Windows Movie Maker: Tips for Using the Wipe Transition
In the Day
The Wipe is a classic video transition that has survived from the early slapstick days of silent cinema. It has an energy and obviousness that does away with any subtlety and draws attention to itself. This makes the Wipe both great and dismal depending on the situation, and the absolute nature of it in Windows Movie Maker means you have to use it perfectly. Here are some tips for using the Wipe in your Windows Movie Maker video editing project.
Look At It
The Wipe is best used when it is meant to be seen. If you are just trying to use “invisible” video editing by switching from scene to scene with a focus on story rather than on technique you are better off using a fade or no transition effect at all. If you want to have the attention brought to the transition then the Wipe will be perfect to keep a light tone, maintain energy, and make you aware that you are watching a video.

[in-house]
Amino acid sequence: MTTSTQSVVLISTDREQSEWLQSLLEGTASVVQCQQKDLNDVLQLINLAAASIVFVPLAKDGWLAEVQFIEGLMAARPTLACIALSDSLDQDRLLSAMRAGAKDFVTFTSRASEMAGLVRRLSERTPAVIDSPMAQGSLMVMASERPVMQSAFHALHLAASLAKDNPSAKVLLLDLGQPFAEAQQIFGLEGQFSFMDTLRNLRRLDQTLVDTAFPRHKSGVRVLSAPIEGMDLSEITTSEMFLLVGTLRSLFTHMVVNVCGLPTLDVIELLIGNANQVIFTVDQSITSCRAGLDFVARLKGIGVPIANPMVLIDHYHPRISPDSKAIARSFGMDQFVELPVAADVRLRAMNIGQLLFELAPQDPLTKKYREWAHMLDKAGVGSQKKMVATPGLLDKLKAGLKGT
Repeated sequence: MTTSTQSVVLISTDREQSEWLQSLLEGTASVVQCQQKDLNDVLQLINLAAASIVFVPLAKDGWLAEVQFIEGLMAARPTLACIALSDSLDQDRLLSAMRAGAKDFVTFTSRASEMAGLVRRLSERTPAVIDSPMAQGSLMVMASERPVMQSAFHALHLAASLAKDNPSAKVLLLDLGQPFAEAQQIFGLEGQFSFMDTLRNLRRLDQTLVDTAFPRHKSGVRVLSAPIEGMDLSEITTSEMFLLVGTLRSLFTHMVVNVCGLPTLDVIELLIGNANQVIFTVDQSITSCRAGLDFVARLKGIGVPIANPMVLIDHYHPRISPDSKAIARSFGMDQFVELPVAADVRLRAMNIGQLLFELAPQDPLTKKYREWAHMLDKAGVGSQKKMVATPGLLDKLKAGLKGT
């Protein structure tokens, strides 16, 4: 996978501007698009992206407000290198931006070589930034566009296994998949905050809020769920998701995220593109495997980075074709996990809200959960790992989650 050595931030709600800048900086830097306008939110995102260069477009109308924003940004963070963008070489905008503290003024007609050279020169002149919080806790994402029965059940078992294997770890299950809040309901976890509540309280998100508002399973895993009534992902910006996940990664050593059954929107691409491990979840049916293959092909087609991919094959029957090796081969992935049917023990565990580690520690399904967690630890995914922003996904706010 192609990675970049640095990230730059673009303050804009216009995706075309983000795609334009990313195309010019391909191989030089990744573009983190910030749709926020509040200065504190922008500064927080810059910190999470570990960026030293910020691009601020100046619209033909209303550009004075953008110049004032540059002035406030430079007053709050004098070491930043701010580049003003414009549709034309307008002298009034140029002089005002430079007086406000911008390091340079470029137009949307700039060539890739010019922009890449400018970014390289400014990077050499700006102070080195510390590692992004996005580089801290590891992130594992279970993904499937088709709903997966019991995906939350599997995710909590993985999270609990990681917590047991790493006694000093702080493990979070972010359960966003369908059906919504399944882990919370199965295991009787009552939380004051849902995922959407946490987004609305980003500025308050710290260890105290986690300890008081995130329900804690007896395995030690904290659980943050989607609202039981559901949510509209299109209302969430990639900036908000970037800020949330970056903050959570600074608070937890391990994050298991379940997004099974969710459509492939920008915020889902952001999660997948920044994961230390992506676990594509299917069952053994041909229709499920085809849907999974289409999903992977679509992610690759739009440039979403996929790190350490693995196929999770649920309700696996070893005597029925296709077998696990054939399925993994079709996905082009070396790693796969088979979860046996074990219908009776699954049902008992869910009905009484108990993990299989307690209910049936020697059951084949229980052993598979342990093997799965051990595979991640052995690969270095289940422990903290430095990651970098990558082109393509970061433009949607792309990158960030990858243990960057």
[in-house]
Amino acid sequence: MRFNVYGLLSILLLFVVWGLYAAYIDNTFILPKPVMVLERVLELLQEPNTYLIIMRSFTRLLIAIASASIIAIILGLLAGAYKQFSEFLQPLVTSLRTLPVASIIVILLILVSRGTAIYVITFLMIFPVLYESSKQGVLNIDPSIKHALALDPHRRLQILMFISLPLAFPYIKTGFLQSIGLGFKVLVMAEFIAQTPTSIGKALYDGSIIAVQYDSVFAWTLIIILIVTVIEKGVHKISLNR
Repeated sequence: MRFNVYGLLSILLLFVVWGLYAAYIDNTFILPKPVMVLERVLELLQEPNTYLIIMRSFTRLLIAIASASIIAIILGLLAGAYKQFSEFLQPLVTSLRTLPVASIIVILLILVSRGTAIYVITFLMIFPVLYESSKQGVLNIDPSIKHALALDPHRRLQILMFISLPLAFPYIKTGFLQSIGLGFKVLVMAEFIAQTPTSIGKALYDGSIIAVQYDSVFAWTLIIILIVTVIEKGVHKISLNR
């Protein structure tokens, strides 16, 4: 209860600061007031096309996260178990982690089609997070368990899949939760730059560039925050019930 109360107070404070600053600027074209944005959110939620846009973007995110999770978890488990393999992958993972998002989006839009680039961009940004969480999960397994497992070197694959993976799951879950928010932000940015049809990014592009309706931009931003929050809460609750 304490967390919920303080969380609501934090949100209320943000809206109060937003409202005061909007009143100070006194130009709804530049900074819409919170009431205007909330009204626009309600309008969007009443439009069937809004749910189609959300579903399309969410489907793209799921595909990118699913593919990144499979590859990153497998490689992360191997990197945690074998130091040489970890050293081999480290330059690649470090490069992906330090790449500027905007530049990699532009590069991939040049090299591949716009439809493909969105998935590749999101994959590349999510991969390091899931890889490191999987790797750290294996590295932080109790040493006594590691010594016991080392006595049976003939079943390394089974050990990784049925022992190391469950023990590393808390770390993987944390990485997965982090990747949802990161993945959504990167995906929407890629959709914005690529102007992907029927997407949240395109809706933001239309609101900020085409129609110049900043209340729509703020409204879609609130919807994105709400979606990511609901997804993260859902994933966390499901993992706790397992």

Wipes are great to use when the motion of the Wipe coordinates with some of the motion on the screen. The Wipe will either go left or right, so if the movement on either the previous or following scene has motion of the characters or objects in the same direction then it may feel as though the motion has extended from scene to scene. If both the scenes have that motion then it may be a good way to continue that motion.
Top and Bottom
The left to right Wipe or right to left Wipe is a lot less obvious then the bottom top or top bottom Wipes. The bottom up Wipe will feel as though you are revealing a hidden object to the audience, so when using it in your Windows Movie Maker video editing project you can use this as a sudden reveal. It is also good for moving to an exterior, which will then cut directly to an interior.
Limit the Wipe from excess in your Windows Movie Maker project. If you use it more than once in a ten cut area it will begin to annoy the audience.